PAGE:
Zach Braff has only directed two films in the past ten years, yet he has somehow managed to piss everybody off. Maybe it’s time he gets out of Hollywood for a bit. Maybe he’s getting too much sun, and it’s time to go back and smell the fresh Turnpike air in New Jersey.
Braff’s latest film, Wish I Was Here, plays like a training montage of indie cliches. It’s like they just wanted to point their camera at a bunch of objects for 106 minutes and yell, “look how quirky this is! Do you feel the quirks yet? Do you?!” I could make a list of every little cliche, but that could fill up an entire review.
If you want your character to be at least remotely likable, maybe it’s a bad idea to introduce them screaming at a dog. That’s how Braff decides to introduce Aidan Bloom, a part-time actor, part-time Secular Jew stuck in Hollywood limbo. He hasn’t gotten an acting gig in a long time, as everybody likes to remind him, and the only thing holding him together is his half-Jewish wife (Kate Hudson), who slaves away at a miserable day job. We know it’s miserable because her office is shot with a green tint. Meanwhile, Aidan’s father (Mandy Patinkin) is paying to send the kids to Jewish school, but he is stricken with cancer and can no longer pay for it.
By the way, did I mention that there were Jews involved yet? I feel like Zach Braff just grabbed a “Jews for Dummies” book and wrote down whatever words he could remember. A dog named Kugel? Haha good one! I really wanted to like Wish I Was Here, because I always feel like sticking up for the films with overtly Jewish themes. However, Wish I Was Here manages to take all of the mystique surrounding Hashem and turns it into something skin deep. Think of what would happen if A Serious Man was made with the intent of being a mainstream hit.
Now, what I really loved about a film like A Serious Man is that I saw aspects of my own life and upbringing in it. Remember, this is a film that’s set in Minnesota in 1967, so it couldn’t be any farther from my own life. Instead, Wish I Was Here relies on the Wise Rabbi trope too heavily. Plus, there is a scene where Aidan reads a poem that he claims was his mother’s favorite. It is an excerpt from T.S. Eliot’s Prufrock. Besides being a brilliant poet, Eliot was also an infamous anti-Semite. If you’ve ever had Jewish parents before, then you’ll know that any artist with at least the slightest whiff of Jew-hatin’ is not to be forgiven (mainly Mel Gibson).
The point is that Wish I Was Here is nowhere near as authentic as it claims to be. After his daughter shaves off her own hair, Aidan takes her to buy a wig that’s “unique and amazing like you.” He never, you know, talks to the kid and tells her it’s not the end of the world. Instead, she’s treated like some kind of circus freak just because she decided to shave her hair off. The only person here who seems to have a real reaction to anything is Mandy Patinkin, who truly sells every single line he is given. Josh Gad is also a scene stealer here. And poor Kate Hudson. She deserves a comeback where she doesn’t have to repeat the phrase “half-boner” as much as she does here.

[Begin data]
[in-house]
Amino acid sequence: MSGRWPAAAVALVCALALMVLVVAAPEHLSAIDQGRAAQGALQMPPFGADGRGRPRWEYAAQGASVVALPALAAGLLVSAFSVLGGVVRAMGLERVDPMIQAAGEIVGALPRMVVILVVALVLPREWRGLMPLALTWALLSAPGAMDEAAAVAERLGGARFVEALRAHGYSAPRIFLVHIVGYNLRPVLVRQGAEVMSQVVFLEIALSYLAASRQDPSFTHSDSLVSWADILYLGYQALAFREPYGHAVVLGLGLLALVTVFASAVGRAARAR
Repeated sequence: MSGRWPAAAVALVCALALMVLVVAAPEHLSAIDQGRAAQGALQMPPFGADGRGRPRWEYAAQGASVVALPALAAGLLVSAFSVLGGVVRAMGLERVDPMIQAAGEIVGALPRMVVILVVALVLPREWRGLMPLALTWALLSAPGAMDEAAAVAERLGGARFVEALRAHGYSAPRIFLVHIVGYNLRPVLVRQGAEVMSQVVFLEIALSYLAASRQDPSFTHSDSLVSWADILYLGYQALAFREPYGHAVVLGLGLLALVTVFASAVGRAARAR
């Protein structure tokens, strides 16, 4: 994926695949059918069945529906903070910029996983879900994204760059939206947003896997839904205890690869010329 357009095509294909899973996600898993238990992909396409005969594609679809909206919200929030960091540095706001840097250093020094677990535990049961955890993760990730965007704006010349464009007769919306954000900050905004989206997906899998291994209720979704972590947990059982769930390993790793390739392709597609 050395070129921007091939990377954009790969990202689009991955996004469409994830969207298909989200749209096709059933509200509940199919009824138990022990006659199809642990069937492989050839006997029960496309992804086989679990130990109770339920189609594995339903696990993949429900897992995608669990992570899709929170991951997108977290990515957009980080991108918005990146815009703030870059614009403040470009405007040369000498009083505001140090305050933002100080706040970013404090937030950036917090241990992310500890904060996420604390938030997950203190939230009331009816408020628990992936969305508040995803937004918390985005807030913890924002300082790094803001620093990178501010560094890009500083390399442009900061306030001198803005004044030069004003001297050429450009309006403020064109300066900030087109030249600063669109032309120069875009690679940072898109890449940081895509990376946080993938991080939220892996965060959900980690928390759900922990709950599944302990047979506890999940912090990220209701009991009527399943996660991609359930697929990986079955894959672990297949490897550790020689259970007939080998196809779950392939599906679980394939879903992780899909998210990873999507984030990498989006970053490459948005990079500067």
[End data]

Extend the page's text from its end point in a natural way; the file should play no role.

I found myself yelling “shut up!” at the screen multiple times. Braff expects us to be moved just because there is sickness and just because there is triumph of the human spirit. You don’t have to force it so much, especially when Mandy Patinkin could have just worn a bunch of wigs and played every single character. Wish I Was Here has a few, truly nice laughs, and a few emotional payoffs that work but overall, it feels like emotional manipulation gone awry. Just when you think it has come to an original revelation, it contains an ocean metaphor. Wish I Was Here could have been a lot smarter if it didn’t think its audience was so dumb.
Brain Farts From The Edge
- Seriously, that’s the best B-story you could get? A sexual harassment case that never elevates? Like I said, Kate Hudson deserves a better comeback.
- It seems like Leslie David Baker (a.k.a. Stanley Hudson from The Office) is doomed to tiny cameos for the rest of his life. Bummer.
- If you’re Quentin Tarantino or Armando Iannucci, swearing can be an art form.
- I could see Sam Rockwell in Braff’s role.
- Speaking of Sam Rockwell, remember that part in Seven Psychopaths where he tells Colin Farrell that his screenplay should abandon the story and all the characters just go to the desert and chill? And then that happens in the movie of Seven Psychopaths and it’s a disaster because a movie can’t end that way? Well, that same thing happens in Wish I Was Here. Sudden, contemplative Joshua Tree retreats don’t work, bro.
- That part with the jar of contact lenses? I like you, Zach Braff, but when did your writing devolve to eighth grade visual metaphors?
- One last thing: I don’t care what any of you say, I’m going to continue loving Garden State. I haven’t watched it in a while, but I hope it holds up.
- Credit where credit is due: Braff attempted to take a complicated idea and pushed it into the mainstream. It is a creative risk for sure. I guess America just isn’t ready for Rabbis on segways.